One of the greatest challenges of a mentoring program is time. In the midst of our very busy lives urgent and important things are constantly in competition with that which is important but not urgent, e.g. mentoring. For the mentored it may be urgent but seldom for the mentor is it urgent. As a founding member of the Institution for Veteran Education and Training (IVET), I learned very quickly that as we trained veterans to transition from military to civilian careers mentoring was critical to the process. And it was our most difficult and expensive service. Mentors must find or carve out time in very busy lives. The mentors most desired are of course those already successful and therefore often very busy living productive lives. So, is there a lesson learned which could help with this? Yes, the value of contributing as a mentor must outweigh or contribute to the other important tasks the mentor already has. Organizations that have successful mentoring programs have all found ways, within their respective environments, to increase the value of contributing as a mentor. It varies in each organization.

Mr. Brown, first thank you for taking time to review our blog. You are correct in your statement that the return on investment (ROI) invested by the mentor must be evaluated closely, or there could be a bigger loss to the organizational goals. Some keys to helping the time challenge and motivation through research include:

• Developing an effective mentoring structure (structured mentoring program)
• Training for both the mentor and mentee prior to the mentoring relationship starting
• Sharing effective mentoring practices/best practices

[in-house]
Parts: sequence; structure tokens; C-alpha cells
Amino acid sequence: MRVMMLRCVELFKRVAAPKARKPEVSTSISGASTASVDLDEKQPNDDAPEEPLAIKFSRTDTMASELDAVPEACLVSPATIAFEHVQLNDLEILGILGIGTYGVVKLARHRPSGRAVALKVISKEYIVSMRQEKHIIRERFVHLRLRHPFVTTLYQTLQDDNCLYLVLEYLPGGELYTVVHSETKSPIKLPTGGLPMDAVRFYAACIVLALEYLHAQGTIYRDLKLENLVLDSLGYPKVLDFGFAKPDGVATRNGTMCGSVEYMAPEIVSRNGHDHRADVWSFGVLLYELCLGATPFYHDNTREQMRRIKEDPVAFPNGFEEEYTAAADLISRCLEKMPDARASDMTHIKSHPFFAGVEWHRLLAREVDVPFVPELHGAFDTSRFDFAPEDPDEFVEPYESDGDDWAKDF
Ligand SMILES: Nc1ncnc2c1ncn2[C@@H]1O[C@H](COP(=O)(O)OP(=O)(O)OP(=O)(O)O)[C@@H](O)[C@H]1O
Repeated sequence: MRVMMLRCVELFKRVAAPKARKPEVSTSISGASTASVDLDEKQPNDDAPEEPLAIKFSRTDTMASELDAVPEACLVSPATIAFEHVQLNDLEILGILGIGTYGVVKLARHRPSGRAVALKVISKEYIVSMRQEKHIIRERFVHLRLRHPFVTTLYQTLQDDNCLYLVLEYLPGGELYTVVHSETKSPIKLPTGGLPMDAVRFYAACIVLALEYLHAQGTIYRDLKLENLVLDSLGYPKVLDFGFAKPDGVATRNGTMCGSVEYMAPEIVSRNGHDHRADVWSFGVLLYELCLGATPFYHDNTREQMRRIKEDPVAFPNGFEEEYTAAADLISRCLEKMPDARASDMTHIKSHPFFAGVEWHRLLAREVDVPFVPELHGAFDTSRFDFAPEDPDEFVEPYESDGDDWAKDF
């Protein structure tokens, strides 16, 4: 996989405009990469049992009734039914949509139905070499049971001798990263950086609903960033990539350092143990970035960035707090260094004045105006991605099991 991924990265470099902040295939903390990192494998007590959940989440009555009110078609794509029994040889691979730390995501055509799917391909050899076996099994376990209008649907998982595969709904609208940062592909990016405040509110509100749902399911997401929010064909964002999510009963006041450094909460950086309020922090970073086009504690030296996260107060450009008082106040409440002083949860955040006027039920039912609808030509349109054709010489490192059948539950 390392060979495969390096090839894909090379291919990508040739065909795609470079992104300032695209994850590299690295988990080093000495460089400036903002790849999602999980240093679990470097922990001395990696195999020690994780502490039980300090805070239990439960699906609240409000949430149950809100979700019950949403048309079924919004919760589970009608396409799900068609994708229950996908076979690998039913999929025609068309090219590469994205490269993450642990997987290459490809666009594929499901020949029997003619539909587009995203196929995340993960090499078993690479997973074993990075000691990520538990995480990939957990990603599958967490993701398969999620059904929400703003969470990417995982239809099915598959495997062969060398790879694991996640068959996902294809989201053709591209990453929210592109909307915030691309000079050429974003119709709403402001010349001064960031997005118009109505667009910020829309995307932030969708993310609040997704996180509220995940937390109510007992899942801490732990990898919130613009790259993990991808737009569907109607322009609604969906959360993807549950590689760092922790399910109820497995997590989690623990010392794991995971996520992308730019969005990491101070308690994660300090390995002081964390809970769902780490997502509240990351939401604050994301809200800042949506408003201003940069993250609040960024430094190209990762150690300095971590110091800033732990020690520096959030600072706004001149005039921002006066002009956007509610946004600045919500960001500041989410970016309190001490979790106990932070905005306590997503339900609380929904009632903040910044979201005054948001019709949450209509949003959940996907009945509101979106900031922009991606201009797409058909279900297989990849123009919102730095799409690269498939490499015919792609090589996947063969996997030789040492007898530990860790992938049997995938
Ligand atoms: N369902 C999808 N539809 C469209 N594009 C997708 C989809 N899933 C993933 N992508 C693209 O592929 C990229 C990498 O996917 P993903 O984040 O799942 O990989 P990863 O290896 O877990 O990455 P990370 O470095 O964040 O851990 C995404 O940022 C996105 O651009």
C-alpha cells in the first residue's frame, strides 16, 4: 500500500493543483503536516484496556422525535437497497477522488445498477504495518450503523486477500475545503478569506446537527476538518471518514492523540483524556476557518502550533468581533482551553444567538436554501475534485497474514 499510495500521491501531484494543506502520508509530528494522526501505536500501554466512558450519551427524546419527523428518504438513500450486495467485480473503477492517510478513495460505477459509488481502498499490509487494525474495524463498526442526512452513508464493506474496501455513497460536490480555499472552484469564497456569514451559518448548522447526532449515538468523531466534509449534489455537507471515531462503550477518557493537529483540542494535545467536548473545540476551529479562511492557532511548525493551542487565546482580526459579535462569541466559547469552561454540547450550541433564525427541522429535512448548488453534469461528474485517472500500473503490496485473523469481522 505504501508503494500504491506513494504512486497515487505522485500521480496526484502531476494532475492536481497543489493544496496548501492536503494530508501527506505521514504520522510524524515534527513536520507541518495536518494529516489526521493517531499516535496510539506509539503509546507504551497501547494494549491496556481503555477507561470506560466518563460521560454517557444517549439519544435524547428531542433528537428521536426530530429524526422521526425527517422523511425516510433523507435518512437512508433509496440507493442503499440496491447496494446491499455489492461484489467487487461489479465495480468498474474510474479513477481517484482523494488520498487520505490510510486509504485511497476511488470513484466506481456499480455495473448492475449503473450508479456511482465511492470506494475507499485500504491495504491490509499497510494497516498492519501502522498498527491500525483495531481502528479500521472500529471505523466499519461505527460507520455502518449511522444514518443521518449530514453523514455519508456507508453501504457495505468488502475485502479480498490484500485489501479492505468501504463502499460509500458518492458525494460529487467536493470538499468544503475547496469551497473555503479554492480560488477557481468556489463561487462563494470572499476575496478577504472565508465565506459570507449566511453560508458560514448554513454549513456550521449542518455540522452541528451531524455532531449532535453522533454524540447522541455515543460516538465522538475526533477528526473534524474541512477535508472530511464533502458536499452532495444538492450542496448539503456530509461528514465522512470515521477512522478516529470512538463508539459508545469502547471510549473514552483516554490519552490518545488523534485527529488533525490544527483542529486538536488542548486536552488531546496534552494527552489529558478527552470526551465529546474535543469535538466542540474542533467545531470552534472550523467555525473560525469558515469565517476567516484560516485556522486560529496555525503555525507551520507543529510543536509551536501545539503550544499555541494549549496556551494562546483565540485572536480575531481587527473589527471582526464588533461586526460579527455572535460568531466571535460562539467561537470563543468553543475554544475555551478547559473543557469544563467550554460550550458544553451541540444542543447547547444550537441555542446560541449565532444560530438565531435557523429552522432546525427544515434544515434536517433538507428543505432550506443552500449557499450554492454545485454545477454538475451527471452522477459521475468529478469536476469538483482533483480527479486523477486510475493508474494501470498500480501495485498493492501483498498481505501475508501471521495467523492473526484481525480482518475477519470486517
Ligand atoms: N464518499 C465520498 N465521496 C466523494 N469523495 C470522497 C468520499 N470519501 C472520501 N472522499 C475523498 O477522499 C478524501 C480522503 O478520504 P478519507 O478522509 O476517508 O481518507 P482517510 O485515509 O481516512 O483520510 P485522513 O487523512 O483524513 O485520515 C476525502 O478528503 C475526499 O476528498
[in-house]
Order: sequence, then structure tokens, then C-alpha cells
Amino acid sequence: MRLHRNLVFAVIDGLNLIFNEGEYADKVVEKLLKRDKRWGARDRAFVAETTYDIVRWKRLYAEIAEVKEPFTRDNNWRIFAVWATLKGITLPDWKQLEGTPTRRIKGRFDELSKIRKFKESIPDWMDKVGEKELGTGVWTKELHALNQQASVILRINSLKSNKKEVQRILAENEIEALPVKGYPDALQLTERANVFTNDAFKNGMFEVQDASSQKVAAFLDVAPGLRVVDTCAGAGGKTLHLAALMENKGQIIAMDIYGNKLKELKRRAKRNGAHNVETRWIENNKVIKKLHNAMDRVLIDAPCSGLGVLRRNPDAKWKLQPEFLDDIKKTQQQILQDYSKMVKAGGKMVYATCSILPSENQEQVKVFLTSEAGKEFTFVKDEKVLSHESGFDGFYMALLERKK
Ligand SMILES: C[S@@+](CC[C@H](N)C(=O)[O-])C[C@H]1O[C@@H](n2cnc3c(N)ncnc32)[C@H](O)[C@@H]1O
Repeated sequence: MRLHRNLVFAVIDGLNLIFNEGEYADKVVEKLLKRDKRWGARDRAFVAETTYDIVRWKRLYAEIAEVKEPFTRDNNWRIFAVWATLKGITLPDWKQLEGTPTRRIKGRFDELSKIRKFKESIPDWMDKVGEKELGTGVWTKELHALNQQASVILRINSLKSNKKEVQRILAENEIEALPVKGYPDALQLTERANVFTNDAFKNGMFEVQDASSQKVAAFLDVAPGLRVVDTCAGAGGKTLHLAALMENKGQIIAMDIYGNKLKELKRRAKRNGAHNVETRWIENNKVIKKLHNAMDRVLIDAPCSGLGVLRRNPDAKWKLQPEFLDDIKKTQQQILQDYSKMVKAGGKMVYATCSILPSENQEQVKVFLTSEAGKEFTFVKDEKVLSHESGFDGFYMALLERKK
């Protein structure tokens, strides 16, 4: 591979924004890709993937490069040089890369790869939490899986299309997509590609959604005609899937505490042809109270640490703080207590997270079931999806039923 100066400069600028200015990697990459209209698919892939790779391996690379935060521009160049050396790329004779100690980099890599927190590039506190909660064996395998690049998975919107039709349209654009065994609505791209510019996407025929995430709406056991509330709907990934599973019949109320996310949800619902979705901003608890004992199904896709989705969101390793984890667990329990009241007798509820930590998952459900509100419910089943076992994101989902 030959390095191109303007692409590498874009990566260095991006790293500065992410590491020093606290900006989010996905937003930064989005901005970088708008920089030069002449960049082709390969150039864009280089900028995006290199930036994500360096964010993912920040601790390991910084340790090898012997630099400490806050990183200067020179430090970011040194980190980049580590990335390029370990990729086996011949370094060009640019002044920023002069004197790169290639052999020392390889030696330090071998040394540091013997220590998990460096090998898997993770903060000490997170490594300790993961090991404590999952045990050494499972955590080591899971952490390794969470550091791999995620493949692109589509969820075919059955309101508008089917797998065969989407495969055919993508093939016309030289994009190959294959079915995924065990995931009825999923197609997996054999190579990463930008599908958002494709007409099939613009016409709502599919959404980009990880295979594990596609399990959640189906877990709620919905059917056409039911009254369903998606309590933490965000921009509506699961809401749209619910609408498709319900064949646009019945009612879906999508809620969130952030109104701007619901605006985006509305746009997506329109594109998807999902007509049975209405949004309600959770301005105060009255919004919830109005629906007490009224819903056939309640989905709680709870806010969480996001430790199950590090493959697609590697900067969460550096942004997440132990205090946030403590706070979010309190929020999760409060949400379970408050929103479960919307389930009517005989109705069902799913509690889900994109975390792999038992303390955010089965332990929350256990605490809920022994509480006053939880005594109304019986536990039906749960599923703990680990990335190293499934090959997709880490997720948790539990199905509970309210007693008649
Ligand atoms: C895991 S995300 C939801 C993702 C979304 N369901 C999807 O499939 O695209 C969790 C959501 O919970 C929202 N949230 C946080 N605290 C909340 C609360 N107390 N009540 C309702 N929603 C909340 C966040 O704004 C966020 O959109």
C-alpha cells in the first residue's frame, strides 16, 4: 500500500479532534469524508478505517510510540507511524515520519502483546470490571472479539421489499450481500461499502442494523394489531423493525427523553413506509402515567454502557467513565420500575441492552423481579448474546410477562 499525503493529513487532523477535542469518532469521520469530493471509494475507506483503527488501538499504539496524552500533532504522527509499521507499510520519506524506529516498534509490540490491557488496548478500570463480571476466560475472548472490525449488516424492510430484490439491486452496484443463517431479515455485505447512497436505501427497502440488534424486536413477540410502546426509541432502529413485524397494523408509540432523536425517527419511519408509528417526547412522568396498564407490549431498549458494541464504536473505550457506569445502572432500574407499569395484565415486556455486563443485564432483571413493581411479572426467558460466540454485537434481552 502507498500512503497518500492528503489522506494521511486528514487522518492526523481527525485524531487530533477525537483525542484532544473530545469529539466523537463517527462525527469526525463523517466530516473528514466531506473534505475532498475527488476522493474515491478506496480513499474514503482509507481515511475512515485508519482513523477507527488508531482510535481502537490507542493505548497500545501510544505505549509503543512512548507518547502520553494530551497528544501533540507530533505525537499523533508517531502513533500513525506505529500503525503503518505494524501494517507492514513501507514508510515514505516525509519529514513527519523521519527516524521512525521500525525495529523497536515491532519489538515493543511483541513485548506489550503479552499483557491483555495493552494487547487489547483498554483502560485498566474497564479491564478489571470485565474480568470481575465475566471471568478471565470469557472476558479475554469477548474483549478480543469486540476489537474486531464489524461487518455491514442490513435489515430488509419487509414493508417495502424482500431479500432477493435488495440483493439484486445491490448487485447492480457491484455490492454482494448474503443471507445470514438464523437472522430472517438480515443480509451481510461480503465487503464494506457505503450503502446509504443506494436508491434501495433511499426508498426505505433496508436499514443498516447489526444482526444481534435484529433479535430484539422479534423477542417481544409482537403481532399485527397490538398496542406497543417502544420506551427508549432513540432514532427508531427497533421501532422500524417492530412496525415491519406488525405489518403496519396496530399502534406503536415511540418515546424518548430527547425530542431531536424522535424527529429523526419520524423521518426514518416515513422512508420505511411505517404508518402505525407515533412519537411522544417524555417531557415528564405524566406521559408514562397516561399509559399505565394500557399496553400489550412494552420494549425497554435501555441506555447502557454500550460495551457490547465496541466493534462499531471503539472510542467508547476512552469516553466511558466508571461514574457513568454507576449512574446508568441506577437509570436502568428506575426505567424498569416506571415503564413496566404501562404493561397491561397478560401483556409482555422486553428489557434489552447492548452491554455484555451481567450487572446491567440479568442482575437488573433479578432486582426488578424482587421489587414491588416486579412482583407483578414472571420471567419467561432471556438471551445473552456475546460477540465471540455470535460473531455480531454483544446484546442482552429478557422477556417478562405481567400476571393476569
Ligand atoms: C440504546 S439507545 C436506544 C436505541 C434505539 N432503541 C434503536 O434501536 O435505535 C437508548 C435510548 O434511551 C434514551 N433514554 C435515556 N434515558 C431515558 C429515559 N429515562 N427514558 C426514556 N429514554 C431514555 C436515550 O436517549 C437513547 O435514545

• Providing recognition such as documenting mentoring, weighing it in personnel and merit
recommendations, and/or creating mentoring awards
• Reserving mentoring time (scheduled time devoted to mentoring)
• Practicing clear communication through requiring mentees to write a weekly or bi-weekly emails or
online log so their progress can be reviewed prior and have mentees writing summaries after meetings.
This ensure that both sides have the same understanding about their meetings.
• Engaging in group mentoring, the advantage is that there will a wealth of different experiences within the
group that can be drawn upon.

Again, please keep in mind that because mentoring is an issue at all career stages, the solution to this challenge requires a clear investment in strategies to maintain your program while sustaining the momentum for all participants.

My agency has developed a mentoring program for supervisors and managers but have never given any consideration to assigning a mentor to the new entry level employees. You have opened my mind to developing a mentoring program within my work site. The benefits could be immeasurable. Thank you!

Deirdre, at Coley our mentoring solution not only includes addressing all levels of employees, the system mentoring solution can be deployed, in several different approaches to include flash, traditional and peer to name a few. Coley & Associates, Inc. is an award-winning workforce development solutions company that has delivered mentoring, training and performance solutions to over 20 Government organizations during the past ten years. Please contact us for further details on our services. Again thank you so much for reviewing our blog.

What an incredible job!! Sounds like a great program you’re administering. The folks at Coley are lucky to have you.